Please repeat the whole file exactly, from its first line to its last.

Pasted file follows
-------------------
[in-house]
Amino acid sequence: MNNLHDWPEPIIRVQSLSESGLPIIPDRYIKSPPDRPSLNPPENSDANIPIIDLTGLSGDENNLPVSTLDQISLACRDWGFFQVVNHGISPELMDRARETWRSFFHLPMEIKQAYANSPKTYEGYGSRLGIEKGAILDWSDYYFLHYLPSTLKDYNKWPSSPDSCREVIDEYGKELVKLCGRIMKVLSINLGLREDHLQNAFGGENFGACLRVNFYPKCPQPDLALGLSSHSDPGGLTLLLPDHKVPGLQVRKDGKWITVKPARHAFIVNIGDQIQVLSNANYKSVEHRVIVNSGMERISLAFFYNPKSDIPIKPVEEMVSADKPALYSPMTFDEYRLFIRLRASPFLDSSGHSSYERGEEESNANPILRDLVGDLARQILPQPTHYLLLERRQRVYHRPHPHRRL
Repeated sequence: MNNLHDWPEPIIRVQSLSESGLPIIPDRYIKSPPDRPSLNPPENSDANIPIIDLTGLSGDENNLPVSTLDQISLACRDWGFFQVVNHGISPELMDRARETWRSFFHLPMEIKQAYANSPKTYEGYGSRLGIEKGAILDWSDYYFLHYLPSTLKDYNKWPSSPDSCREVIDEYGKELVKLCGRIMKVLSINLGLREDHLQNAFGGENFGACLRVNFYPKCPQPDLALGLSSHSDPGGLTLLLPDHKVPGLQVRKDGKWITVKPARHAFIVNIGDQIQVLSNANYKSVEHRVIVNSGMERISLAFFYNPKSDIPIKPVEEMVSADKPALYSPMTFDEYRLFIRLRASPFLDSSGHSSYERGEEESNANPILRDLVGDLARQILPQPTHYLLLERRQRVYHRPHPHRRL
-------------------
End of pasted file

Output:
[in-house]
Amino acid sequence: MNNLHDWPEPIIRVQSLSESGLPIIPDRYIKSPPDRPSLNPPENSDANIPIIDLTGLSGDENNLPVSTLDQISLACRDWGFFQVVNHGISPELMDRARETWRSFFHLPMEIKQAYANSPKTYEGYGSRLGIEKGAILDWSDYYFLHYLPSTLKDYNKWPSSPDSCREVIDEYGKELVKLCGRIMKVLSINLGLREDHLQNAFGGENFGACLRVNFYPKCPQPDLALGLSSHSDPGGLTLLLPDHKVPGLQVRKDGKWITVKPARHAFIVNIGDQIQVLSNANYKSVEHRVIVNSGMERISLAFFYNPKSDIPIKPVEEMVSADKPALYSPMTFDEYRLFIRLRASPFLDSSGHSSYERGEEESNANPILRDLVGDLARQILPQPTHYLLLERRQRVYHRPHPHRRL
Repeated sequence: MNNLHDWPEPIIRVQSLSESGLPIIPDRYIKSPPDRPSLNPPENSDANIPIIDLTGLSGDENNLPVSTLDQISLACRDWGFFQVVNHGISPELMDRARETWRSFFHLPMEIKQAYANSPKTYEGYGSRLGIEKGAILDWSDYYFLHYLPSTLKDYNKWPSSPDSCREVIDEYGKELVKLCGRIMKVLSINLGLREDHLQNAFGGENFGACLRVNFYPKCPQPDLALGLSSHSDPGGLTLLLPDHKVPGLQVRKDGKWITVKPARHAFIVNIGDQIQVLSNANYKSVEHRVIVNSGMERISLAFFYNPKSDIPIKPVEEMVSADKPALYSPMTFDEYRLFIRLRASPFLDSSGHSSYERGEEESNANPILRDLVGDLARQILPQPTHYLLLERRQRVYHRPHPHRRL